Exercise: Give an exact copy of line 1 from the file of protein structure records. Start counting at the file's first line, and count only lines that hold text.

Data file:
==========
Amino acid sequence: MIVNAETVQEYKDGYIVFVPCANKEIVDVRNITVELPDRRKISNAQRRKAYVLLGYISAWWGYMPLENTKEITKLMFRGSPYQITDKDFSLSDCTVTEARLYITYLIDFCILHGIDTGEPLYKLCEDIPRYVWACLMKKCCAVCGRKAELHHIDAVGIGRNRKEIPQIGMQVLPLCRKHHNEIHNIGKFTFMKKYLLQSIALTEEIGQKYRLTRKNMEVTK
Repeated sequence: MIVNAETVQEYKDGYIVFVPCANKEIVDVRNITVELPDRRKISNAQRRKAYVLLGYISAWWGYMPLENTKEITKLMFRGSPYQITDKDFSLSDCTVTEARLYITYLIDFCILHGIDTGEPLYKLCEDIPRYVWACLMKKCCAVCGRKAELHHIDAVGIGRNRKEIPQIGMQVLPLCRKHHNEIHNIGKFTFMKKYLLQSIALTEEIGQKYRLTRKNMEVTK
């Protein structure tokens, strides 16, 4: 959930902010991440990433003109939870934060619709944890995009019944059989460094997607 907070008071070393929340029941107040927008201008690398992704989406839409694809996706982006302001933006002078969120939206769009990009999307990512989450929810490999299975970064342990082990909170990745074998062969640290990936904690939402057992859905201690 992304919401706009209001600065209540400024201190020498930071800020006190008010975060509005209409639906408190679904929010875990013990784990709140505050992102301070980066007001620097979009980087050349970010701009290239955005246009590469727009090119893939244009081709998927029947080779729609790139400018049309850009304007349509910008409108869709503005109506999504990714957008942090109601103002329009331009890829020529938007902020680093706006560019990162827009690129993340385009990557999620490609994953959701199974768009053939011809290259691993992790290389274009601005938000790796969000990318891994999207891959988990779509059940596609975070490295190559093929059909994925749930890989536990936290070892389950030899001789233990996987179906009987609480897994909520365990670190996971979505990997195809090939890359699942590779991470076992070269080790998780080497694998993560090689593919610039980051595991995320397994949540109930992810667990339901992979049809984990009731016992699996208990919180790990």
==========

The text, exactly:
Amino acid sequence: MIVNAETVQEYKDGYIVFVPCANKEIVDVRNITVELPDRRKISNAQRRKAYVLLGYISAWWGYMPLENTKEITKLMFRGSPYQITDKDFSLSDCTVTEARLYITYLIDFCILHGIDTGEPLYKLCEDIPRYVWACLMKKCCAVCGRKAELHHIDAVGIGRNRKEIPQIGMQVLPLCRKHHNEIHNIGKFTFMKKYLLQSIALTEEIGQKYRLTRKNMEVTK